The earliest dinosaurs probably laid soft-shelled eggs

The first dinosaurs were huge softies, judging by the shells of the eggs they laid, a new study reports.

Photographs, histology and Raman spectroscopy of Protoceratops
and Mussaurus soft eggshells.
Image credits Mark A. Norell et al., (2020), Nature.

Researchers from the American Museum of Natural History and Yale University analyzed the eggs of two different non-avian dinosaurs to find that they resemble those of turtles in terms of microstructure, composition, and mechanical properties.

Meaning that early dinosaurs likely laid soft-shelled eggs. Under pressure from predators or the environment, dinosaurs evolved hard-shelled eggs at least three independent times, the team adds.

Getting an egg up

“The assumption has always been that the ancestral dinosaur egg was hard-shelled,” said lead author Mark Norell, chair and Macaulay Curator in the Museum’s Division of Paleontology. “Over the last 20 years, we’ve found dinosaur eggs around the world. But for the most part, they only represent three groups — theropod dinosaurs, advanced hadrosaurs like the duck-bill dinosaurs, and advanced sauropods.”

“At the same time, we’ve found thousands of skeletal remains of ceratopsian dinosaurs, but almost none of their eggs. So why weren’t their eggs preserved? My guess — and what we ended up proving through this study — is that they were soft-shelled.”

Amniotes are a group of animals including birds, mammals, and reptiles, which reproduce by laying eggs with an inner membrane or “amnion”. This membrane helps keep the embryo from drying out. Some amniotes, the team explains, including many turtles, lizards, and snakes, lay soft-shelled eggs, whereas others (mostly birds) lay hard-shelled eggs. Their hardness comes from high levels of calcification in the shell.

Harder eggshells provide better protection from the environment and was a big development for amniotes, as it allowed for more eggs to survive until hatching in more varied environments.

Modern crocodilians and birds, the closest living relatives to the dinosaurs, lay hard-shelled eggs. The fact that soft-shelled eggs rarely fossilize also helped as it made it extremely difficult to study the transition from soft to hard eggshells. So, it was assumed that non-avian dinosaurs used this type of shell.

But this was not the case, a new study reports. The authors studied embryo-containing fossil eggs of Protoceratops (a sheep-sized herbivore) and Mussaurus (a long-necked, big herbivore dino).

The skeletons of six among the Protoceratops embryos have been preserved surrounded by a black-and-white, egg-shaped halo, according to the team. Two of them (potentially hatched) were largely free of this halo. A closer analysis showed that the shapes were created from chemically-altered residues of the membrane lining the inside of all modern archosaur eggs. The same was true for the Mussaurus embryos.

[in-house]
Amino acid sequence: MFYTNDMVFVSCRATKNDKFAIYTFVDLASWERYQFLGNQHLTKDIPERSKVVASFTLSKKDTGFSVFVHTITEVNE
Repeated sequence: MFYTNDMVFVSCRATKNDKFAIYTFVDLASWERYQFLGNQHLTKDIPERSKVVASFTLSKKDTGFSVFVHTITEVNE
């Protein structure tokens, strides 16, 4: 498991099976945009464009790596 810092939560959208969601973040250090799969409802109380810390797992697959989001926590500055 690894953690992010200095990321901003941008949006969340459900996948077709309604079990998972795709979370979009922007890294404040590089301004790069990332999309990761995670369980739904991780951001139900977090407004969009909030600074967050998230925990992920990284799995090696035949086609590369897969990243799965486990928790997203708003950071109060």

Comparing the minerals that made up these shells with those in the eggshells of modern species, the team determined that the Protoceratops and Mussaurus eggs were indeed non-biomineralized, meaning they were leathery-soft.

“It’s an exceptional claim, so we need exceptional data,” said study author and Yale graduate student Jasmina Wiemann. “We had to come up with a brand-new proxy to be sure that what we were seeing was how the eggs were in life, and not just a result of some strange fossilization effect.”

“We now have a new method that can be applied to all other sorts of questions, as well as unambiguous evidence that complements the morphological and histological case for soft-shelled eggs in these animals.”

Using chemical composition data and the mechanical properties of eggshells from 112 other extinct and living relatives, the team determined that calcified eggs evolved independently at least three times in dinosaurs, probably from a soft-shelled type.

Soft eggshells are more sensitive to water loss and offer little protection against mechanical stress, so Protoceratops and Mussaurus probably buried them in sand or soil and incubated them with heat from decomposing plant matter, as some reptiles do today.

The paper “The first dinosaur egg was soft” has been published in the journal Nature.

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